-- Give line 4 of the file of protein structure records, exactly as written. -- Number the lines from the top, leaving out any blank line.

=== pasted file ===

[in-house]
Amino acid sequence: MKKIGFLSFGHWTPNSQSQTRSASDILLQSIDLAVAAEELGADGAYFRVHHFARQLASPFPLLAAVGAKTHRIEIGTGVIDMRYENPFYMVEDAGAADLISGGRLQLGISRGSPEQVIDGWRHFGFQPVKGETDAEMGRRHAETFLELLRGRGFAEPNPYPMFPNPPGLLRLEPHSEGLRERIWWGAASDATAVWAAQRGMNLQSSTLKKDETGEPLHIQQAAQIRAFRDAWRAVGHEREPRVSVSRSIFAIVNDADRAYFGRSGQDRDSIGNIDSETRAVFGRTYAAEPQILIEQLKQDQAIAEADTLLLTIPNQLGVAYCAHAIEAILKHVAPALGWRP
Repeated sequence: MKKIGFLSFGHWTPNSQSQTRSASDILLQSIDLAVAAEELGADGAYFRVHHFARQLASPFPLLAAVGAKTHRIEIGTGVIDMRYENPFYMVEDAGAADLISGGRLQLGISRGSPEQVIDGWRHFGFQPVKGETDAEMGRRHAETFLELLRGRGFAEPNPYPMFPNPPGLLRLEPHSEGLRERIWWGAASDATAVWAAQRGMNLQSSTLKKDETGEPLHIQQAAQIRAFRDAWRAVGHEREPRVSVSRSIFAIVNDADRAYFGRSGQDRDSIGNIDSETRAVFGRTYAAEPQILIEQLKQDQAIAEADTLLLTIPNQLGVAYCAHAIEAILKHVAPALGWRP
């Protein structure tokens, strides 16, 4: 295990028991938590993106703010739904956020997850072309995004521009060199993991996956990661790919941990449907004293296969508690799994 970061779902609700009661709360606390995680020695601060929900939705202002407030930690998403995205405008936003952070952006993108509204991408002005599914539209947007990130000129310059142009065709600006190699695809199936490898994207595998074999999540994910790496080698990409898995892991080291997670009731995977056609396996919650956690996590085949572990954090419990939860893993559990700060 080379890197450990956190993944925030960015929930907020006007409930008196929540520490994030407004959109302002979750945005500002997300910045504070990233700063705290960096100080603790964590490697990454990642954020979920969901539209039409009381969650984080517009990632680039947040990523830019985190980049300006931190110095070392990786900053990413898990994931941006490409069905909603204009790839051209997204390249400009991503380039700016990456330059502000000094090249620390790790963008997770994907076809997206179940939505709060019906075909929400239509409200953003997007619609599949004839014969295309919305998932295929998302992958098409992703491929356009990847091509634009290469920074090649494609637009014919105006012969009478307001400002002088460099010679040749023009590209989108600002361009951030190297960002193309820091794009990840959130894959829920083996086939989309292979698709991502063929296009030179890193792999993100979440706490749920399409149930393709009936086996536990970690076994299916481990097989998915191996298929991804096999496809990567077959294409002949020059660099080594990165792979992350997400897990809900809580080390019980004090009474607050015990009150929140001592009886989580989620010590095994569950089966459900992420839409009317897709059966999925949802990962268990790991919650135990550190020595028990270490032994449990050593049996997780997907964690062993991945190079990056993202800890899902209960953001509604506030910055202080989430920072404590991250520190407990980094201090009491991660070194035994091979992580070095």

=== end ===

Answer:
């Protein structure tokens, strides 16, 4: 295990028991938590993106703010739904956020997850072309995004521009060199993991996956990661790919941990449907004293296969508690799994 970061779902609700009661709360606390995680020695601060929900939705202002407030930690998403995205405008936003952070952006993108509204991408002005599914539209947007990130000129310059142009065709600006190699695809199936490898994207595998074999999540994910790496080698990409898995892991080291997670009731995977056609396996919650956690996590085949572990954090419990939860893993559990700060 080379890197450990956190993944925030960015929930907020006007409930008196929540520490994030407004959109302002979750945005500002997300910045504070990233700063705290960096100080603790964590490697990454990642954020979920969901539209039409009381969650984080517009990632680039947040990523830019985190980049300006931190110095070392990786900053990413898990994931941006490409069905909603204009790839051209997204390249400009991503380039700016990456330059502000000094090249620390790790963008997770994907076809997206179940939505709060019906075909929400239509409200953003997007619609599949004839014969295309919305998932295929998302992958098409992703491929356009990847091509634009290469920074090649494609637009014919105006012969009478307001400002002088460099010679040749023009590209989108600002361009951030190297960002193309820091794009990840959130894959829920083996086939989309292979698709991502063929296009030179890193792999993100979440706490749920399409149930393709009936086996536990970690076994299916481990097989998915191996298929991804096999496809990567077959294409002949020059660099080594990165792979992350997400897990809900809580080390019980004090009474607050015990009150929140001592009886989580989620010590095994569950089966459900992420839409009317897709059966999925949802990962268990790991919650135990550190020595028990270490032994449990050593049996997780997907964690062993991945190079990056993202800890899902209960953001509604506030910055202080989430920072404590991250520190407990980094201090009491991660070194035994091979992580070095």